Do Mermaids Have Powers?

Since the height of sea exploration, humans infused inexplicable oceanic phenomena with tales of superstition. The mermaid is one such creature given a multitude of powers in many legends.

The magical power of these half-human-half-fish beings can help or harm humankind with their magnetic charm and enchanting songs.

What Powers Do Mermaids Have?

Mermaids have the power of the sea. They can manipulate water in all forms, as well as protect whomever they want from water/sea and give others abilities like breathing.

Every inch of the world has some mermaids capable of various supernatural deeds.

Which Mermaids Have Powers? | Places Of Origin

The Mediterranean

Ancient Greece, Rome, and other cultures surrounding the Mediterranean are a major source of information about mermaids, especially with Sirens and Water Nymphs.

Sirens are infamous for invoking fog, storms and creating general havoc for passing sailors. They are telepathic, have enchanting voices, and can foretell death. They once had feathers but became mermaids after losing a singing competition against the muses.

Water Nymphs are water protectors who live for thousands of years and come in three types:

  1. Nereides are some of the most beautiful nymphs and can have either tails or legs, determined by their watery location. Friendly and helpful, they help sailors and children.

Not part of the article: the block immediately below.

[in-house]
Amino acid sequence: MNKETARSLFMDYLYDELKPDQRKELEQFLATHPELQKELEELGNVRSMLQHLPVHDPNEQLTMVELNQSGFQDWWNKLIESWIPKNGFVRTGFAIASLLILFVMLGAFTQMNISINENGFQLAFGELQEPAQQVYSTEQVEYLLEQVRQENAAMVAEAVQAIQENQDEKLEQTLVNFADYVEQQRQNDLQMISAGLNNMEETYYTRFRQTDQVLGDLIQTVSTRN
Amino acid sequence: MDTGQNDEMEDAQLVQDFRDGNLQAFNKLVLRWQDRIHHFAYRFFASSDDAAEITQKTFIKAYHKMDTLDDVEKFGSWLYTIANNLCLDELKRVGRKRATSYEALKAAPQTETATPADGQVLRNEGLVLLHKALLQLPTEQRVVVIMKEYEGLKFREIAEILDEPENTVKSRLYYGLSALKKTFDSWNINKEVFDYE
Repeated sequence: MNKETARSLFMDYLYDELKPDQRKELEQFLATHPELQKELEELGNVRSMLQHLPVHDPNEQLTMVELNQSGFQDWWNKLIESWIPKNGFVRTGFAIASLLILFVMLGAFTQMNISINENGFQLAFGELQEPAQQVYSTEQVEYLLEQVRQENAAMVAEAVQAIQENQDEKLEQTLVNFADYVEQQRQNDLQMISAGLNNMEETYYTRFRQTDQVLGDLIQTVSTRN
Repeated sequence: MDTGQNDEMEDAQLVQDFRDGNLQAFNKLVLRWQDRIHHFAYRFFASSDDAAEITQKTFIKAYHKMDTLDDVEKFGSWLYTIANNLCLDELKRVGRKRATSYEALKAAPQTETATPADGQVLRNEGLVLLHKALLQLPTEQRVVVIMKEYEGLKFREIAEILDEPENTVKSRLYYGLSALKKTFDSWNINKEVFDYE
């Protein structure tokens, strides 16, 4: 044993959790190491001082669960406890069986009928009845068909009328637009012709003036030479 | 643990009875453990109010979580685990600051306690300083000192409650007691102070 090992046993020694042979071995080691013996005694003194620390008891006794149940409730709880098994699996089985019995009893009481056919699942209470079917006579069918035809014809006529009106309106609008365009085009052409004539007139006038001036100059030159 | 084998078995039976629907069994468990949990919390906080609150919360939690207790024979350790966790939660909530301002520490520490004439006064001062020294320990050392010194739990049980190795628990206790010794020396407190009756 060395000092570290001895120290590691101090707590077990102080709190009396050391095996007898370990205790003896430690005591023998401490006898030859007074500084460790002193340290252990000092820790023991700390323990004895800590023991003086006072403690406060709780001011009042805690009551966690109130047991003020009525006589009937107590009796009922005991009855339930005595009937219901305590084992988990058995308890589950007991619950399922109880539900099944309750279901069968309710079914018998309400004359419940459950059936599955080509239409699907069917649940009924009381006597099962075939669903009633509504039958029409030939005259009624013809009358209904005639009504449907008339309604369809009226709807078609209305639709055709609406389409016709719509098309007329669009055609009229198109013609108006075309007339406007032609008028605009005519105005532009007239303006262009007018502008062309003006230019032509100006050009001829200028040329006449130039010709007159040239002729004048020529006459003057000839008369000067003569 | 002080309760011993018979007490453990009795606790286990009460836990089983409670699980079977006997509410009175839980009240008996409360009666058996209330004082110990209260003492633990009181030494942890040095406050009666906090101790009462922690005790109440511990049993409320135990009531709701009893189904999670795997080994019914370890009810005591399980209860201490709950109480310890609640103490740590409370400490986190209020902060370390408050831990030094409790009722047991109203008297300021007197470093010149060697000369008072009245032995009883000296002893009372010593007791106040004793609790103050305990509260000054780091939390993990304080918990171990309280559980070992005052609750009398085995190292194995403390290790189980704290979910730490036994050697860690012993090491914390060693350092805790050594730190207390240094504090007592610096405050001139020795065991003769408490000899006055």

2. Naiades protect flowing freshwater near cities and large communities. They have long, streaming hair with perfect nude bodies to inspire writers, grant fertility and heal ailments. They can nurture and protect or inflict drought and flood. They live as long as their home remains but, if water runs low, their strength slips away and they can die.
  3. Oceanides are ocean nymphs with the highest merfolk population. They guard the ocean’s depths and are often wives or lovers of male deities. They give protection and compassion to sailors.

The British Isles

Selkies are infamous shapeshifters, turning from seals into humans and living in all Britain and Iceland. To become human, they strip off and hide their sealskin. If someone steals the skin, the Selkie must endure enslavement.


The Irish and Welsh have the Marrows or Murgas, respectively. They have seaweed hair, webbed fingers, and red caps that enable their swimming ability.

They sing sailors into a trance to take them to the Marrows’ underwater home. It’s unclear whether these sailors die or if the enchantment keeps them alive.

Another Irish mermaid is the Morgens. They are malevolent water spirits who drown fishermen and sailors. Morgens cultivate underwater gardens and cause tumultuous flooding.

They’re comparable to Sirens, beautiful and sitting by the water, brushing their hair to seduce victims with their mesmerizing song.


The Ceasing (“kee-ask”), is a Scottish “maid of the waves” with a salmon tail, bringing fortune or death. They grant three wishes to captors but if the mermaid falls in love, they shapeshift into humans and give their spouses lifelong luck.

But if a Ceasg is angry, death will result. If they choose human form, they die but if they live in an object, like a seashell, they live forever.